Interpol deal to combat fake drugs

Counterfeit drugs found in Belgium It is estimated that 10% of medicine sales are of fakes

The International Police Agency, Interpol, has announced a deal with the pharmaceutical industry to crack down on fake drugs.

Twenty nine of the world's biggest drug companies will provide 4.5m euros ($5.9m; £3.9m) in the next three years to help the response to the problem.

"A global effort is needed to combat this threat," Interpol said.

The agency added that the lives of millions of people were put at risk every day because of it.

Christopher Viehbacher, the chief executive of French drugmaker Sanofi, said: "In the case of drug counterfeiting, it can mean the difference between life and death for a patient.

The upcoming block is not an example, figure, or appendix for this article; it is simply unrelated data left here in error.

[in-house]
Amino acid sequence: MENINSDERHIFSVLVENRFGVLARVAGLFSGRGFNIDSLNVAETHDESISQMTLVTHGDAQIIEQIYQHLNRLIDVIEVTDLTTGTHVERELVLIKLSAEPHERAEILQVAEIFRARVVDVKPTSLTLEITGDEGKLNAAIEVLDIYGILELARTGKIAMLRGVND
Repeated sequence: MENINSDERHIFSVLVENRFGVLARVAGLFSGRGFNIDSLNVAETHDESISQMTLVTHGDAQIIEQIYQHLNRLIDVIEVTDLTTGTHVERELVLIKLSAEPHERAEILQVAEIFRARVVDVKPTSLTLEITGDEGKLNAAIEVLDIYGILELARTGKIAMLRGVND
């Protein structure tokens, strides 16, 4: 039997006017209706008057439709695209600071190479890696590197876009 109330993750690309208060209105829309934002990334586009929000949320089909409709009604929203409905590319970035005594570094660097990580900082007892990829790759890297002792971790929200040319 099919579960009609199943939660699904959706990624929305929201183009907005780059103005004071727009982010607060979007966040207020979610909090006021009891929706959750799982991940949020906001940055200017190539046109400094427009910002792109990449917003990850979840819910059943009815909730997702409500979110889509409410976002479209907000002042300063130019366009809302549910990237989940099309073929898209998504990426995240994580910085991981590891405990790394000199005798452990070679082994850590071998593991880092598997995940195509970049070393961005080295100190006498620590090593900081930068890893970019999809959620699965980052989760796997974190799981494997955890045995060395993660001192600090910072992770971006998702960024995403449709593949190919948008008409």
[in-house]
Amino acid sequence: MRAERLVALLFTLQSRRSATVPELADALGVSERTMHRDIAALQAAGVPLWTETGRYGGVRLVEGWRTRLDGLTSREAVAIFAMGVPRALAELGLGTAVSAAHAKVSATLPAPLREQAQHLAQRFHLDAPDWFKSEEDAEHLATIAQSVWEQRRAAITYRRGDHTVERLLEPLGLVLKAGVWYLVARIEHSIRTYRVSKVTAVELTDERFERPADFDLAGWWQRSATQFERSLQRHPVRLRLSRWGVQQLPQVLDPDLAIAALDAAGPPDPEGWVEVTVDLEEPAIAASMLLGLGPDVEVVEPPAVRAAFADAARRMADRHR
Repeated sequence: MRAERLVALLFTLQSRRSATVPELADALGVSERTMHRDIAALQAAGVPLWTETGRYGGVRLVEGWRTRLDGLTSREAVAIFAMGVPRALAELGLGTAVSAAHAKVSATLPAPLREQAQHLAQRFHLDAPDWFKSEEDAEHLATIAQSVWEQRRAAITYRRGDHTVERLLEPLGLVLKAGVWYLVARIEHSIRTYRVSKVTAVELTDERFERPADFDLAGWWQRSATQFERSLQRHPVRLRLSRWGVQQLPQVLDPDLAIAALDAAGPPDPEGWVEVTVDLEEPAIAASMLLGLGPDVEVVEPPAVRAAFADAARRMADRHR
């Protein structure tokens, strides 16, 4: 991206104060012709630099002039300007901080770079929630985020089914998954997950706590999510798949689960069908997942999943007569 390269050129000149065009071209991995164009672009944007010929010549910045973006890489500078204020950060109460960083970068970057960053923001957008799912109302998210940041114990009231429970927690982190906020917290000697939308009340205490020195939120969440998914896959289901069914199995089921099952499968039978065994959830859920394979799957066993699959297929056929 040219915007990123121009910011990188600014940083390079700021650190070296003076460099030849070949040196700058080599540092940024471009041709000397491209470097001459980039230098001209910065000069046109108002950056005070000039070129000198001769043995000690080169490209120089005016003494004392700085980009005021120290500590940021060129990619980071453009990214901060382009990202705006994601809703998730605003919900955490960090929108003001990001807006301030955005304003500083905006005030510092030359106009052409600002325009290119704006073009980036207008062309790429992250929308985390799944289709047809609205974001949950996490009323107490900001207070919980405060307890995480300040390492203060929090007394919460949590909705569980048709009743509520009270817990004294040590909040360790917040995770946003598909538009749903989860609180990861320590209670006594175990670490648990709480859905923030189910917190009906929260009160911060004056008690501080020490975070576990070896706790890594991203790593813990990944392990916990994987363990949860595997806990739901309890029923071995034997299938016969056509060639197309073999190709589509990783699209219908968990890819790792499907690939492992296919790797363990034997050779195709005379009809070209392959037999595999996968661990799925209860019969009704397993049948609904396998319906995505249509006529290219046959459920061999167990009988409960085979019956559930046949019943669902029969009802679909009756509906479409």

"It is estimated that 10% of medicines are fake and these figures can go up to 50%, particularly in some poorer countries."

The money will go towards creating a new programme to improve Interpol's fight against the counterfeit industry. Part of it will be about raising public awareness of the dangers of fake drugs - particularly online.

The World Health Organisation estimates that in more than 50% of cases, medicines bought over the internet, where the physical address is concealed, have been found to be fake.

The head of Interpol's Pharmaceutical Crime Programme, Aline Plancon, told the BBC that the funds would be used to support countries with crime detection and help them to follow up investigations.

The programme will also be tasked with rooting out and dismantling organised crime networks that sell fake brands of drugs.

Sometimes, these drugs can have fatal consequences. Last year, in Pakistan, more than a hundred heart patients died after taking counterfeit medicines.

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